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RBI places order to print currency as per requirement: Govt

New series bank notes are distinctly different from the old ones in terms of look, design, size and colour, Meghwal said

Press Trust of India  |  New Delhi 

Photo: Kamlesh Pednekar
The logo of RBI. Photo: Kamlesh Pednekar

Amid ongoing cash crunch following the demonetisation of old Rs 500 and Rs 1000 notes, the government on Friday said the Reserve Bank monitors the currency requirement on a regular basis and accordingly places order for printing.

Replying to questions in Lok Sabha, Minister of State for Finance said the new series of bank notes have been introduced with effect from November 10 after the cancellation of legal tender character of the old high denomination notes.

These new series bank notes are distinctly different from the old ones in terms of look, design, size and colour, he said in a written reply.

"The monitors the requirement of notes on a regular basis and places the indent on the printing presses accordingly," the minister said.

In another written reply, Meghwal said it is a prevalent practice to change design of notes from time to time and/or introduce/withdraw denominations of banknotes.

The previous highest denomination of Rs 1000 was introduced in 2000.

"Due to persistent moderate to high inflation since then, the value of the same has been progressively eroded in Purchasing Power Parity (PPP) terms. Simultaneously, disposable income levels and GDP also continued to grow.

"This factor along with rising requirement for banknotes was the reason for introduction of banknote of Rs 2000 denomination...," he said.

As on November 8, the day on which demonetisation was announced, there were 17,165 million pieces of Rs 500 notes and 6,858 million pieces of Rs 1000 notes in circulation.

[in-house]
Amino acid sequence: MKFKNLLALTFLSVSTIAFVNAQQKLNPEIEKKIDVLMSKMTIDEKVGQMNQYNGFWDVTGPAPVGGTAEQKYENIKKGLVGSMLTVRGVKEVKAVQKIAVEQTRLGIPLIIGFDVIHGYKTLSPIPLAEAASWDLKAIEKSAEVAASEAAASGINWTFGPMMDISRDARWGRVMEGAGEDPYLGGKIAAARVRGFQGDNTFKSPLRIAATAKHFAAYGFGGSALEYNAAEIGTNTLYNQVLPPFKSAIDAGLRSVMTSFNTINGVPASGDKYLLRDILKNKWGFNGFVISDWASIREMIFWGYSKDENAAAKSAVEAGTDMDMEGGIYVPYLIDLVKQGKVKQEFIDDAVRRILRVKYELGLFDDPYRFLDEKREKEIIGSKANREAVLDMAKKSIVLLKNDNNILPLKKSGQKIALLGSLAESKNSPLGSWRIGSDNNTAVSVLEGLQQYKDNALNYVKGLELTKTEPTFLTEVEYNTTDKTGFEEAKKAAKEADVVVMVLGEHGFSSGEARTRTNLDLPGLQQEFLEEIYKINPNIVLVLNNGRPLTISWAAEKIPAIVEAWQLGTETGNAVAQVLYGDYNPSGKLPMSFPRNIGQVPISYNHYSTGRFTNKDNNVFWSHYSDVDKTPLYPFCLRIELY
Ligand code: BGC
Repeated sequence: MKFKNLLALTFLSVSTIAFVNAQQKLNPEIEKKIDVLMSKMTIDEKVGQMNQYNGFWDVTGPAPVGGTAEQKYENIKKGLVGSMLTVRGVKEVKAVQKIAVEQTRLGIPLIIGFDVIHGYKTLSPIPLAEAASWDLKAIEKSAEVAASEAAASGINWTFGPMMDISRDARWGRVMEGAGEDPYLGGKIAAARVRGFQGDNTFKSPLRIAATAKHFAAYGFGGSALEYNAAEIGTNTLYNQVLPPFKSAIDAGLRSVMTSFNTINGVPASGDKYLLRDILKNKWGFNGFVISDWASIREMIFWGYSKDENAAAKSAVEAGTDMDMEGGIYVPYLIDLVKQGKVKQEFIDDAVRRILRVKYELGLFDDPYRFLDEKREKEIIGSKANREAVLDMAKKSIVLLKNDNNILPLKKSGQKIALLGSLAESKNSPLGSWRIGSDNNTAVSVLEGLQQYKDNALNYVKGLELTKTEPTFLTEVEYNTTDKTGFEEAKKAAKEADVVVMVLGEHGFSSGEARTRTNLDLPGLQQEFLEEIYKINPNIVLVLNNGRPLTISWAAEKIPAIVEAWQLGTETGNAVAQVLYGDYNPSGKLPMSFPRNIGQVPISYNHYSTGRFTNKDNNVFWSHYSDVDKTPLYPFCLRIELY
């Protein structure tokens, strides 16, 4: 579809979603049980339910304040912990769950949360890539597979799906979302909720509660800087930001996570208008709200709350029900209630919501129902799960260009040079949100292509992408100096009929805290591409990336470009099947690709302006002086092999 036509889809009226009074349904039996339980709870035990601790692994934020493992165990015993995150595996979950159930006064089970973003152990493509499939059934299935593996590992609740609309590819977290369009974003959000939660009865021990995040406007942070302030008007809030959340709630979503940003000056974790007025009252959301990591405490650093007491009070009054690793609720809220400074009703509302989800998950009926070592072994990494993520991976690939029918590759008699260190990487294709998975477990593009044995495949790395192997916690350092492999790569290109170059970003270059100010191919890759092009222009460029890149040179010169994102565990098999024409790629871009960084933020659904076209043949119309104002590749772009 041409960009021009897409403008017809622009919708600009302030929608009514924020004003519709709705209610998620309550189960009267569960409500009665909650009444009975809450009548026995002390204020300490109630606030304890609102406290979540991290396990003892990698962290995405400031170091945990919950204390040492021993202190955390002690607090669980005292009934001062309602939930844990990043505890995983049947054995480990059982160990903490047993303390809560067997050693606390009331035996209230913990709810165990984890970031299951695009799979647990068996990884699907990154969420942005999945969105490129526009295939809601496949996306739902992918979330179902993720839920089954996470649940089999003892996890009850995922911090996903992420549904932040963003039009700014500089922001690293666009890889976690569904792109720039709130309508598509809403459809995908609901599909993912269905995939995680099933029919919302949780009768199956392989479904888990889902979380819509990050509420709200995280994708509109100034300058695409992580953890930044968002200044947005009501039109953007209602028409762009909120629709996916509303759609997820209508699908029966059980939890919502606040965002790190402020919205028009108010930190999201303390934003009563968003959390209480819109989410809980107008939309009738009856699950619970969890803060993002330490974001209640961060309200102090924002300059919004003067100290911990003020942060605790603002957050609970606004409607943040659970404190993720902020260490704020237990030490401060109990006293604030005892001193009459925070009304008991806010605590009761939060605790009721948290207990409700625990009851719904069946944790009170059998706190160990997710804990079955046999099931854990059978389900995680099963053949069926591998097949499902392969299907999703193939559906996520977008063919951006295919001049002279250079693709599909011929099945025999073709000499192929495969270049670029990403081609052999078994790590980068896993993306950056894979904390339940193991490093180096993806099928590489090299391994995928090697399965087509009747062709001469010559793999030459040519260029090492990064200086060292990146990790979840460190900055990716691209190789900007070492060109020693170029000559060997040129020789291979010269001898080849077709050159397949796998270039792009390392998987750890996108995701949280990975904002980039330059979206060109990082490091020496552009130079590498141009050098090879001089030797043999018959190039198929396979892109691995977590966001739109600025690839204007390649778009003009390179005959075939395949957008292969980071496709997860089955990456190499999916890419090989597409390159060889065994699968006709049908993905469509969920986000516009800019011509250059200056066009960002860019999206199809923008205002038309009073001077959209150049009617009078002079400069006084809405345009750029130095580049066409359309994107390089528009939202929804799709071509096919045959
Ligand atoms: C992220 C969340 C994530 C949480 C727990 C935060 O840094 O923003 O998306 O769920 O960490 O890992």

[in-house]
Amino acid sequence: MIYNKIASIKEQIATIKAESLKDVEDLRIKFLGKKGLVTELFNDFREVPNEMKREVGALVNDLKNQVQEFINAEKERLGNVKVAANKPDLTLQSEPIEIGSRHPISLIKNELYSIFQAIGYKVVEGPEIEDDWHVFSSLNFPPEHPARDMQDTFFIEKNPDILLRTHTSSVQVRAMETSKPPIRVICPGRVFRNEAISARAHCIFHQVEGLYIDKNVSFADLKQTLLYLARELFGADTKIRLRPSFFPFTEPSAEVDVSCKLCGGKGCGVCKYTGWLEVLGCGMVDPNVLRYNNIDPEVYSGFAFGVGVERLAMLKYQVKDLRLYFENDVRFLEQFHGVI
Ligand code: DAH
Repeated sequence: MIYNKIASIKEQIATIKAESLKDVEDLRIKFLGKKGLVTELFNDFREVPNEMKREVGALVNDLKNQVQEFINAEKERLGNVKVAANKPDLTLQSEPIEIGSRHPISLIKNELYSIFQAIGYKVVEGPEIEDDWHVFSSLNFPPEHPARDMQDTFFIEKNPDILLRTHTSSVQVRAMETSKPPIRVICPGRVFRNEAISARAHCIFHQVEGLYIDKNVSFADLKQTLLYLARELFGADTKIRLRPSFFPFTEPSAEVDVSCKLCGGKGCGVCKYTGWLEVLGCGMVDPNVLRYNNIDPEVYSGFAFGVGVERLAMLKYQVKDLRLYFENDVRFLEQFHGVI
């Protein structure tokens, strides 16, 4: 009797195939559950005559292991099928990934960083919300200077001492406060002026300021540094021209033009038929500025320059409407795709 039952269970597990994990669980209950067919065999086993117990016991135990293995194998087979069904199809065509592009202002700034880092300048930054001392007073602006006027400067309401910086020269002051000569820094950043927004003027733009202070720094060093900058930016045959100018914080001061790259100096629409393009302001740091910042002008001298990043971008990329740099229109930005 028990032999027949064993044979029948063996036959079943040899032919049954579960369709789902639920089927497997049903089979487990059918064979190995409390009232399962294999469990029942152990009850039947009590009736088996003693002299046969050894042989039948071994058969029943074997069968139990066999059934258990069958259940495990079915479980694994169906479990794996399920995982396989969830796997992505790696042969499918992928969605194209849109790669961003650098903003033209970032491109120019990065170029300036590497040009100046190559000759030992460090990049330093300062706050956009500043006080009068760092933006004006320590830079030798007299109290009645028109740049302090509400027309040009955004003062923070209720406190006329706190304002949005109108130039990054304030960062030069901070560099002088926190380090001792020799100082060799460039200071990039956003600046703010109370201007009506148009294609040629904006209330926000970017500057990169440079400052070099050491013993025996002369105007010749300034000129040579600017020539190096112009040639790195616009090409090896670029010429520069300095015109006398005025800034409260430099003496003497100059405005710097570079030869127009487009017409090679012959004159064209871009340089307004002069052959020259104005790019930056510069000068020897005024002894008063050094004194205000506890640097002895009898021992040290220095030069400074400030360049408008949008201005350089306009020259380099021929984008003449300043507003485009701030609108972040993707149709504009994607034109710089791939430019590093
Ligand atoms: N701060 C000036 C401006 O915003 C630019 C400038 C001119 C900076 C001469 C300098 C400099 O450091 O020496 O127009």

Till November 27, worth of old banknotes returned to the banking system was about Rs 8.45 lakh crore and withdrawal by the public was about Rs 2.16 lakh crore.

"Arrangements have been made keeping under consideration stock position, augmenting production of new series of banknotes, expediting supplies to all the currency chests, including air remittances from the press," Meghwal said.

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RBI places order to print currency as per requirement: Govt

New series bank notes are distinctly different from the old ones in terms of look, design, size and colour, Meghwal said

New series bank notes are distinctly different from the old ones in terms of look, design, size and colour, Meghwal said
Amid ongoing cash crunch following the demonetisation of old Rs 500 and Rs 1000 notes, the government on Friday said the Reserve Bank monitors the currency requirement on a regular basis and accordingly places order for printing.

Replying to questions in Lok Sabha, Minister of State for Finance said the new series of bank notes have been introduced with effect from November 10 after the cancellation of legal tender character of the old high denomination notes.

These new series bank notes are distinctly different from the old ones in terms of look, design, size and colour, he said in a written reply.

"The monitors the requirement of notes on a regular basis and places the indent on the printing presses accordingly," the minister said.